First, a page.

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Oregon's US Senators Join Call To Reject LNG-By-Rail Rules

<p>Cleanup efforts continued on Monday, June 6, 2016, at the site of an oil train derailment in Mosier, Oregon.</p>

Conrad Wilson

Cleanup efforts continued on Monday, June 6, 2016, at the site of an oil train derailment in Mosier, Oregon.

Both of Oregon’s U.S. senators expressed concern on Tuesday over the Trump administration’s proposed rule to transport liquefied natural gas by rail lines.

Sens. Ron Wyden and Jeff Merkley released a joint statement criticizing the proposal to permit the transport of flammable materials through densely populated areas. The two Democrats said such a change will pose serious threats to public safety to Oregonians and others nationwide.

Wyden and Merkley cited multiple accidents involving trains carrying hazardous materials including a 2016 derailment in Mosier, Oregon, that spilled 42,000 gallons of crude oil in the Columbia River Gorge and caught fire.

“Rather than await further proof of safety and reliability through small-scale transportation of LNG by rail, this proposal is opening the floodgates to bulk transportation without sufficient analysis to provide adequate safety guidelines.” Wyden and Merkley said in a statement to news media. “In our home state of Oregon, we have seen the risks firsthand … Many of Oregon’s smaller and more rural areas have limited emergency response resources, let alone capabilities to deal with hazardous materials such as LNG that could devastate their communities.”

In October 2019, the Department of Transportation’s Pipeline and Hazardous Materials Safety Administration and the Federal Railroad Administration proposed a rule that would allow liquefied natural gas, like methane, to be transported on trains with up to 100 rail cars through the same rail lines used by high speed passenger trains.

On Monday, 16 state attorneys general, including Oregon’s Ellen Rosenblum, submitted comments to the Department of Transportation’s proposal after a nearly three-week extension was added to the proposal’s original Dec. 23 deadline. They called out the agency for not properly analyzing the public safety and environmental impacts of transporting LNG via railcar and urging the administration to withdraw the proposal.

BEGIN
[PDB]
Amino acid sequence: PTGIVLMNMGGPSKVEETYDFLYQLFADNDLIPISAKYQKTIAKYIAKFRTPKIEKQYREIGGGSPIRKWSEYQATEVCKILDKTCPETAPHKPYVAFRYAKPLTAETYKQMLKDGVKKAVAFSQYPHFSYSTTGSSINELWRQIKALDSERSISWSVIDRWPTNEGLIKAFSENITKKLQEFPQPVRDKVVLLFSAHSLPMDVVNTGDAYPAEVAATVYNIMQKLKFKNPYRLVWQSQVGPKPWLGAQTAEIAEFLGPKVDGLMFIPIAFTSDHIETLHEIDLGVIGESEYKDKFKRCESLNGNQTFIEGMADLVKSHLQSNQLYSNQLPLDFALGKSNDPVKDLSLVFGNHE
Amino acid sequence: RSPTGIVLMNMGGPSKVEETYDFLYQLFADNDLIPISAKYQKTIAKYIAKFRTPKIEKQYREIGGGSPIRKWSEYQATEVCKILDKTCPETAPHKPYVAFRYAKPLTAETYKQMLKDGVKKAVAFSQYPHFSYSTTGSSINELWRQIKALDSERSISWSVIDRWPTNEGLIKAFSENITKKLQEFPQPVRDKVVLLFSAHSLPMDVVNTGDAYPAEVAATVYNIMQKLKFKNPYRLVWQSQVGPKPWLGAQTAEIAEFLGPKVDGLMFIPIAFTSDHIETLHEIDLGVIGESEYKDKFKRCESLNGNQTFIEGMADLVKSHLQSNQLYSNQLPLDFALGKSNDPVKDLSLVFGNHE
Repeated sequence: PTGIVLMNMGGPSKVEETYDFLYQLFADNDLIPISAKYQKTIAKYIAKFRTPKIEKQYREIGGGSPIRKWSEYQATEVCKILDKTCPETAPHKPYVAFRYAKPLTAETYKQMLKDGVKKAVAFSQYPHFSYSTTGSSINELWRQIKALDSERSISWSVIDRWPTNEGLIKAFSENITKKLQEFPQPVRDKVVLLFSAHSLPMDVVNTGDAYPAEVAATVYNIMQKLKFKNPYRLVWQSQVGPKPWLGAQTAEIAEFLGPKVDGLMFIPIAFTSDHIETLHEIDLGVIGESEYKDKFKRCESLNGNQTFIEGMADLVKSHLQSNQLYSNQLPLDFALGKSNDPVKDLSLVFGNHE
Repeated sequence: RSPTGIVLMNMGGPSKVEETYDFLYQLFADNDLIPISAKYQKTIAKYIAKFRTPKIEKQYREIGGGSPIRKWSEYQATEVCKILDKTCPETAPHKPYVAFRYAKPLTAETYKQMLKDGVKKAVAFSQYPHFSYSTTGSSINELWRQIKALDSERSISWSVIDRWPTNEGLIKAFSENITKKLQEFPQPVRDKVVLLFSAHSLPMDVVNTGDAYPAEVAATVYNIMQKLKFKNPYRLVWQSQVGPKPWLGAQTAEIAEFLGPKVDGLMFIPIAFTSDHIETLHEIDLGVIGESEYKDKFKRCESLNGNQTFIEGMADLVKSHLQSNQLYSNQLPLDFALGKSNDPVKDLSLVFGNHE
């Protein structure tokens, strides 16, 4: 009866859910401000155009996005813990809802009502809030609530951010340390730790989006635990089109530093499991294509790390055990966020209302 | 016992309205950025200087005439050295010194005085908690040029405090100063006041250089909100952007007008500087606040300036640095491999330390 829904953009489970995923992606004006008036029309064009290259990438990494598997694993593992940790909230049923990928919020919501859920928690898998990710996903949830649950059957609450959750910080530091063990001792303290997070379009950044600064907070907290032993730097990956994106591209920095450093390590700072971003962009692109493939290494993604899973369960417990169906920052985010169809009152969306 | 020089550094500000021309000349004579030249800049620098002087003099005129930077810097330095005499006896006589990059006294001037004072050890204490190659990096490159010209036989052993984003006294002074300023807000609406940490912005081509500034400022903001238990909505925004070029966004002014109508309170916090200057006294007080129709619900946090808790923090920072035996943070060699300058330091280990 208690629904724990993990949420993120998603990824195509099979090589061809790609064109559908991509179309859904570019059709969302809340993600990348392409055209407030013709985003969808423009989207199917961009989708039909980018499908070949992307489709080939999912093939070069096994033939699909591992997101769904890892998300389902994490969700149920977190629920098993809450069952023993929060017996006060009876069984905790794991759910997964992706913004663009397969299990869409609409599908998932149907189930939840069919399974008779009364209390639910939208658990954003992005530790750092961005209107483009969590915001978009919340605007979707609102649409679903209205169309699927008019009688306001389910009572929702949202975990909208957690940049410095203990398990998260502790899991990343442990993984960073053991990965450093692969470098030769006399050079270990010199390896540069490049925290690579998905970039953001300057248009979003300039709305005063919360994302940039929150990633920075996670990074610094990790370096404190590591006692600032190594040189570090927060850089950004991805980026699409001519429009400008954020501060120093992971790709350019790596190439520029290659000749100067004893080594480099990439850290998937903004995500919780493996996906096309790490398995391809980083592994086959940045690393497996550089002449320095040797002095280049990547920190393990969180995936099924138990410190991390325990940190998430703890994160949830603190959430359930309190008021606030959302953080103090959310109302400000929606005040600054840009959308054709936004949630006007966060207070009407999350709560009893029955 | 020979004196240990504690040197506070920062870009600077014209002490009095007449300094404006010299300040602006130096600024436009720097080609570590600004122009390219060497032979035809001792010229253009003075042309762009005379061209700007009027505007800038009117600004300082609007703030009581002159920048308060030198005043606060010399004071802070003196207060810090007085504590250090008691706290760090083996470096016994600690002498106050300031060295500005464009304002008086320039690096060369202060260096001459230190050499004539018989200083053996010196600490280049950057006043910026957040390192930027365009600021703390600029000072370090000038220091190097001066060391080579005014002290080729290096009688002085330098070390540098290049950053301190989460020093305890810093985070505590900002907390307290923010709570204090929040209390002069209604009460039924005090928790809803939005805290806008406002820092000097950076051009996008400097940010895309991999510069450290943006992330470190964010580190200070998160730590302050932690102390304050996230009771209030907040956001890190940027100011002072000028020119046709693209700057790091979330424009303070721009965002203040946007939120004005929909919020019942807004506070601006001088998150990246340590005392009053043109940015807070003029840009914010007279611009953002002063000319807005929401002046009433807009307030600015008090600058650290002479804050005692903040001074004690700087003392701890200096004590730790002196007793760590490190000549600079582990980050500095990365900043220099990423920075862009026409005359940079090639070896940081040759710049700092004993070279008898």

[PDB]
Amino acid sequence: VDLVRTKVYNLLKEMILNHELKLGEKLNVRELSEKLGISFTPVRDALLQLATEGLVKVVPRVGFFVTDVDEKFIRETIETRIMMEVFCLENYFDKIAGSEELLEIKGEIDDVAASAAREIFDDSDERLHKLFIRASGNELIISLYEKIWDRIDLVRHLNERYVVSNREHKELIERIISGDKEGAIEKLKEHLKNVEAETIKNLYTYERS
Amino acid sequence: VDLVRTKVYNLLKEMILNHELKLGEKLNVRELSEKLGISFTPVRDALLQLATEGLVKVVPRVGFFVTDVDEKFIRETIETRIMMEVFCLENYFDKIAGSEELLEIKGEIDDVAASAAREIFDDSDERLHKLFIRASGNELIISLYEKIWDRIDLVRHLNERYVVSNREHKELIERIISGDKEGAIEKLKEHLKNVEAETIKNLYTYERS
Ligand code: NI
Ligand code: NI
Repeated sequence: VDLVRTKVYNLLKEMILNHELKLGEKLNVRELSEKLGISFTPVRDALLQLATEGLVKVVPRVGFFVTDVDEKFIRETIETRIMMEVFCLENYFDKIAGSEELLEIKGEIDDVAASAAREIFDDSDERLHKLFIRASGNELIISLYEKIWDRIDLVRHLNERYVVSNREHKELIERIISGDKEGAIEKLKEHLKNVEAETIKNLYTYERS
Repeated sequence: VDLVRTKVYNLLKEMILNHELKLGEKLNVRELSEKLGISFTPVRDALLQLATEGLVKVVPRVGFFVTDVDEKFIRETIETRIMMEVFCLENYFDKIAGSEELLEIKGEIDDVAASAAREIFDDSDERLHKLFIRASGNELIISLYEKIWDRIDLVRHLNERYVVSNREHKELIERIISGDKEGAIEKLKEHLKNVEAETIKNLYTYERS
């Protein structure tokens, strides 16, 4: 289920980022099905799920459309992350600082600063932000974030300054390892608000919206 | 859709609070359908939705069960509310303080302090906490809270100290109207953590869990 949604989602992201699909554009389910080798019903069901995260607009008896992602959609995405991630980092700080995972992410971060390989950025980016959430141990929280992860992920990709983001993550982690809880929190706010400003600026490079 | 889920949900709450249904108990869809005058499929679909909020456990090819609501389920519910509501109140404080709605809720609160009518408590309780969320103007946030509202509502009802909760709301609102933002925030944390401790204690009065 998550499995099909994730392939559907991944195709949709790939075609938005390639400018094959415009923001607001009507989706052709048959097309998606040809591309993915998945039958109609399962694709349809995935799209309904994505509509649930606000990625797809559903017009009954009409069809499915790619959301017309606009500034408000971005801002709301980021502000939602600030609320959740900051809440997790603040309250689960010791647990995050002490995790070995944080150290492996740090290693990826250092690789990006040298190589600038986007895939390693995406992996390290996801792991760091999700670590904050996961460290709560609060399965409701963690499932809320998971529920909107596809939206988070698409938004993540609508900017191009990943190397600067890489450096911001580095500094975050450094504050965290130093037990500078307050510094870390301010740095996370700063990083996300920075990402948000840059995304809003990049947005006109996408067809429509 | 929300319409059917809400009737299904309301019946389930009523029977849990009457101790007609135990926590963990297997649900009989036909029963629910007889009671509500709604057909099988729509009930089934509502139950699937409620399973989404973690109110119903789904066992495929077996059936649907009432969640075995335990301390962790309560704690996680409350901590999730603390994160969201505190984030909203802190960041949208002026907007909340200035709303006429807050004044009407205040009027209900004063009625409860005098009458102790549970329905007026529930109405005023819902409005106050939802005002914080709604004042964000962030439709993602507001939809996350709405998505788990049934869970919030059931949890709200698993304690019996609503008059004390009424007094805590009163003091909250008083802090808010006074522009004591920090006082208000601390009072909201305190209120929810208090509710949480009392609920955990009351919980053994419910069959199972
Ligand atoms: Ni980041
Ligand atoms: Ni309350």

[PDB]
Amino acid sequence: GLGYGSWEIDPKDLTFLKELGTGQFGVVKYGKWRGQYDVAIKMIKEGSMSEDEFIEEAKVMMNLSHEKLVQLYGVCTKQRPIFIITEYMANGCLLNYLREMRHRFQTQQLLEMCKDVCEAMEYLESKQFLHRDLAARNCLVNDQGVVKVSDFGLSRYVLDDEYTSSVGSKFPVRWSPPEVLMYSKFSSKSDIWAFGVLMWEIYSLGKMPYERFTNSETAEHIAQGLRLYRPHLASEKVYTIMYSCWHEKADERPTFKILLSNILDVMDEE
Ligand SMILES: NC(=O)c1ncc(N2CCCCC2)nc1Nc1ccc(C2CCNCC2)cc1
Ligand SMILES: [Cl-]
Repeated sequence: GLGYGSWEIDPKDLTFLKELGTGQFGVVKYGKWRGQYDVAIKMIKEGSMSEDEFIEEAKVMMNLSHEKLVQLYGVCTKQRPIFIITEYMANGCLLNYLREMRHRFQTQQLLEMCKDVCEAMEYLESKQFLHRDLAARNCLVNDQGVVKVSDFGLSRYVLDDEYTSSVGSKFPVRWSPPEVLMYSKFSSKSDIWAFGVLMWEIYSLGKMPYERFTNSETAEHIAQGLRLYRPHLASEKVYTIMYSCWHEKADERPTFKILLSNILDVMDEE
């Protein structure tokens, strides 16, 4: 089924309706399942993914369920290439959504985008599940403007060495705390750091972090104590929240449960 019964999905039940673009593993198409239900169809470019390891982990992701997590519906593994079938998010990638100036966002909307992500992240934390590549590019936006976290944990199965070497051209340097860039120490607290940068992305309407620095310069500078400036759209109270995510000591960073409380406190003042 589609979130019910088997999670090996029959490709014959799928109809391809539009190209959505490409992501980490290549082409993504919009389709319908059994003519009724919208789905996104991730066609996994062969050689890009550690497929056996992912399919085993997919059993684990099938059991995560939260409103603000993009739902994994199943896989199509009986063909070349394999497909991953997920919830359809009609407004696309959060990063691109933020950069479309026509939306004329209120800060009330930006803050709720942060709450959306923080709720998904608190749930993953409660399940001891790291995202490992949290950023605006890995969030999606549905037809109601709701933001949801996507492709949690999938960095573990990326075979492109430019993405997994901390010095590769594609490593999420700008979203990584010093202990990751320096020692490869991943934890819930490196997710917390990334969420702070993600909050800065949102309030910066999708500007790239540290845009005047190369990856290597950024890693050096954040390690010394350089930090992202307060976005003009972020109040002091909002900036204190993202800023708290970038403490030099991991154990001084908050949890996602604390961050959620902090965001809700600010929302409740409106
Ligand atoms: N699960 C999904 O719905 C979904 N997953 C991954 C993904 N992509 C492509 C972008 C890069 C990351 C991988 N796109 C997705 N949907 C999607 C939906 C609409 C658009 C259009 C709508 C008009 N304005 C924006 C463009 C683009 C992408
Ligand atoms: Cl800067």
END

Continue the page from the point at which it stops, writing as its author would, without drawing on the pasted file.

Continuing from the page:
Although there are no known proposals to transport LNG by train through Oregon, Rosenblum said the proposal to permit such a practice is dangerous and lacks a plan in cause of catastrophic events.

“I am very concerned about the potential impact on Oregonians of carrying such a potent gas by rail. If the Trump administration has their way, they would allow railways around the country to transport liquefied natural gas throughout our current railway system,” Rosenblum said in a statement. “It’s a very scary proposal, and one that needs a lot more thought and more safety precautions. One mistake by a train carrying LNG gas could cause massive explosions and fires. These rail lines are near communities, schools, places of worship and towns throughout our state and country.”

Dan Serres with the environmental group Columbia Riverkeeper said liquefied natural gas or methane are dense fuels. Once they are no longer being kept cold, they turn into a flammable gas and will burn with any mix of air.

“For us in the Northwest, every main line rail line you can see liquefied natural gas trains rolling through in the same way we see oil trains right now and we know those pose a dramatic risk. LNG would be taking that to a whole other really reckless level by putting very volatile fuel through towns that are not even aware that they would be coming through,” Serres said.

The U.S. Department of Transportation’s Pipeline and Hazardous Materials Safety Administration said safety is its top priority and that it will evaluate all public comments and concerns raised through the rule-making process.

Copyright 2020 Oregon Public Broadcasting

Monica Samayoa is a reporter with OPB’s Science & Environment unit. Before OPB, Monica was an on-call general assignment reporter at KQED in San Francisco. She also helped produce The California Report and KQED Newsroom. Monica holds a bachelor's degree in Broadcast and Electronic Communication Arts from San Francisco State University.